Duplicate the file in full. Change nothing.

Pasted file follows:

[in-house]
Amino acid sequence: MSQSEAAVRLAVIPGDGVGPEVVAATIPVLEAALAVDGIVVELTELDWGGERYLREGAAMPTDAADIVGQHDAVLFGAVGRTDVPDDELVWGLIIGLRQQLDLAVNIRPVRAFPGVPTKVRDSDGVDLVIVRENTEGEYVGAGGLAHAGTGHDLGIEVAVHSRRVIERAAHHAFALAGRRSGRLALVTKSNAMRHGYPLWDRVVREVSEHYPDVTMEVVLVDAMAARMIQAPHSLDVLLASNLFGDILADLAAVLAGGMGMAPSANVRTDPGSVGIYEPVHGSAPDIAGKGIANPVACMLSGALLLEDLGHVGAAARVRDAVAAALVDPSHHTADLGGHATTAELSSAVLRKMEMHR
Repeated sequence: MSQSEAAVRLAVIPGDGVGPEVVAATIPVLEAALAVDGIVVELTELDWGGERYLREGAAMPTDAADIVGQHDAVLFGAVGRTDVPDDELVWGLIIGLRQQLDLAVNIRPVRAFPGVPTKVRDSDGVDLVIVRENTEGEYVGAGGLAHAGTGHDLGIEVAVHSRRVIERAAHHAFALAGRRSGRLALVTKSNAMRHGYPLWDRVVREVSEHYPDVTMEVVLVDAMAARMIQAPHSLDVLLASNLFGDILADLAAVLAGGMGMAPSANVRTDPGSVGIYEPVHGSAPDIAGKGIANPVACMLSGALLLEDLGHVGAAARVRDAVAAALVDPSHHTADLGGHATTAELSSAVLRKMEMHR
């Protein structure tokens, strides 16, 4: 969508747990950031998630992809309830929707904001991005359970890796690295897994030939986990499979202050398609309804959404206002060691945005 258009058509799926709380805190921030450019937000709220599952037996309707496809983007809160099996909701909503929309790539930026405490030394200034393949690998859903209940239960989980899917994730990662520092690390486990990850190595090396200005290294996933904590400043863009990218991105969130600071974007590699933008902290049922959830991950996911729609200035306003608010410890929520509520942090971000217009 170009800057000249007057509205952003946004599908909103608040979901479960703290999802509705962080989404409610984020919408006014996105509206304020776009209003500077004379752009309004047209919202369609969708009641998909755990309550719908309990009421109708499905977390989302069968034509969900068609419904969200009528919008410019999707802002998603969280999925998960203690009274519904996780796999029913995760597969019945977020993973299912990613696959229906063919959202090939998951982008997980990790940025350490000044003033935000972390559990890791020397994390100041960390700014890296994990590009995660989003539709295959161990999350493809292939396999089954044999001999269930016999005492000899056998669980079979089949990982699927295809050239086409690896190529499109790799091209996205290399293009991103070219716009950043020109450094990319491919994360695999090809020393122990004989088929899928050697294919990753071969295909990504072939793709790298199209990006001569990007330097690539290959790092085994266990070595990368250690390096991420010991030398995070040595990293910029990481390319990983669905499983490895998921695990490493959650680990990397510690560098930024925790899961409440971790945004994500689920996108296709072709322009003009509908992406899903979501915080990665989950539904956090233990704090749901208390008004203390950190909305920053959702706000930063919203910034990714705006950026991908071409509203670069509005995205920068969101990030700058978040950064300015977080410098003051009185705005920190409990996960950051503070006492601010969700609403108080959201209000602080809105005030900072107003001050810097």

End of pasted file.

[in-house]
Amino acid sequence: MSQSEAAVRLAVIPGDGVGPEVVAATIPVLEAALAVDGIVVELTELDWGGERYLREGAAMPTDAADIVGQHDAVLFGAVGRTDVPDDELVWGLIIGLRQQLDLAVNIRPVRAFPGVPTKVRDSDGVDLVIVRENTEGEYVGAGGLAHAGTGHDLGIEVAVHSRRVIERAAHHAFALAGRRSGRLALVTKSNAMRHGYPLWDRVVREVSEHYPDVTMEVVLVDAMAARMIQAPHSLDVLLASNLFGDILADLAAVLAGGMGMAPSANVRTDPGSVGIYEPVHGSAPDIAGKGIANPVACMLSGALLLEDLGHVGAAARVRDAVAAALVDPSHHTADLGGHATTAELSSAVLRKMEMHR
Repeated sequence: MSQSEAAVRLAVIPGDGVGPEVVAATIPVLEAALAVDGIVVELTELDWGGERYLREGAAMPTDAADIVGQHDAVLFGAVGRTDVPDDELVWGLIIGLRQQLDLAVNIRPVRAFPGVPTKVRDSDGVDLVIVRENTEGEYVGAGGLAHAGTGHDLGIEVAVHSRRVIERAAHHAFALAGRRSGRLALVTKSNAMRHGYPLWDRVVREVSEHYPDVTMEVVLVDAMAARMIQAPHSLDVLLASNLFGDILADLAAVLAGGMGMAPSANVRTDPGSVGIYEPVHGSAPDIAGKGIANPVACMLSGALLLEDLGHVGAAARVRDAVAAALVDPSHHTADLGGHATTAELSSAVLRKMEMHR
């Protein structure tokens, strides 16, 4: 969508747990950031998630992809309830929707904001991005359970890796690295897994030939986990499979202050398609309804959404206002060691945005 258009058509799926709380805190921030450019937000709220599952037996309707496809983007809160099996909701909503929309790539930026405490030394200034393949690998859903209940239960989980899917994730990662520092690390486990990850190595090396200005290294996933904590400043863009990218991105969130600071974007590699933008902290049922959830991950996911729609200035306003608010410890929520509520942090971000217009 170009800057000249007057509205952003946004599908909103608040979901479960703290999802509705962080989404409610984020919408006014996105509206304020776009209003500077004379752009309004047209919202369609969708009641998909755990309550719908309990009421109708499905977390989302069968034509969900068609419904969200009528919008410019999707802002998603969280999925998960203690009274519904996780796999029913995760597969019945977020993973299912990613696959229906063919959202090939998951982008997980990790940025350490000044003033935000972390559990890791020397994390100041960390700014890296994990590009995660989003539709295959161990999350493809292939396999089954044999001999269930016999005492000899056998669980079979089949990982699927295809050239086409690896190529499109790799091209996205290399293009991103070219716009950043020109450094990319491919994360695999090809020393122990004989088929899928050697294919990753071969295909990504072939793709790298199209990006001569990007330097690539290959790092085994266990070595990368250690390096991420010991030398995070040595990293910029990481390319990983669905499983490895998921695990490493959650680990990397510690560098930024925790899961409440971790945004994500689920996108296709072709322009003009509908992406899903979501915080990665989950539904956090233990704090749901208390008004203390950190909305920053959702706000930063919203910034990714705006950026991908071409509203670069509005995205920068969101990030700058978040950064300015977080410098003051009185705005920190409990996960950051503070006492601010969700609403108080959201209000602080809105005030900072107003001050810097």